Another solution, he said, was to apply a variant of a formula suggested by pre-partition farmer leader and politician Sir Chhotu Ram: any farmer who pays 1.5 times of the sum borrowed taken should have his loan waived off — i.e. he should not be charged for the interest on the loan.
Indebtedness is more in areas where agriculture has progressed and farmers have opted for rotation of crops. They are entitled to bigger loans, which they can’t utilise properly and fall into a debt trap, Johal said.
Farmer leader Sukhwinder Sekhon advocated for the Swaminathan Commission MSP formula: pay farmers 50% over their input costs. Also, Punjab still had no procuring agency and traders continued to dupe farmers, he pointed out.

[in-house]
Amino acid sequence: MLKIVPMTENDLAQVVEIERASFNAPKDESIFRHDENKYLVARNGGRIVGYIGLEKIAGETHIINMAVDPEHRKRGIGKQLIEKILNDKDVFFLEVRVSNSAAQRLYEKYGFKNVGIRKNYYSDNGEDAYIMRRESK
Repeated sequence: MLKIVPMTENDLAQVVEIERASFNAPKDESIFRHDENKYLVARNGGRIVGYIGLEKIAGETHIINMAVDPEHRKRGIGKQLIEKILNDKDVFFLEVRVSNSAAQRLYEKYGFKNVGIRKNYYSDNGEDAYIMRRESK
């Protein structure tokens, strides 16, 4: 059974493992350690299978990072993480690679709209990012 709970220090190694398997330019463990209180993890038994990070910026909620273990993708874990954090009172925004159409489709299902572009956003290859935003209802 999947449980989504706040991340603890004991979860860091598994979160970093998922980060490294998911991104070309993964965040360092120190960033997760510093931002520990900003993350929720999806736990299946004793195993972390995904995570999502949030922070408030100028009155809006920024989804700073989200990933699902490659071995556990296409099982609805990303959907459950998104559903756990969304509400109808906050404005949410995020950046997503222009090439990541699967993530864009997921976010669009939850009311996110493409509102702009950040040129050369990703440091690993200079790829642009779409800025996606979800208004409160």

As successive govts failed to show interest in research and development, private players stepped in
“We have been seeking that interest rates on loans to farmers should not exceed 4%. Now, it is 11-12%, Sekhon said.”
He also pointed out that private sugar mills were yet to to pay Rs 255 crore to sugarcane farmers for the last procurement. “The law says that the mills have to pay an interest on delayed payment, but even the principal amount is outstanding.”
Spurious seeds are also a problem, especially in the Doaba region, where pea seeds supposedly supplied by the National Seeds Corporation never bore fruit. “We are seeking a probe into the matter whether such seeds were supplied to benefit some multi-national firms. Farmers should be compensated for these hybrid seeds that were of no use.”
Edited by Joyjeet Das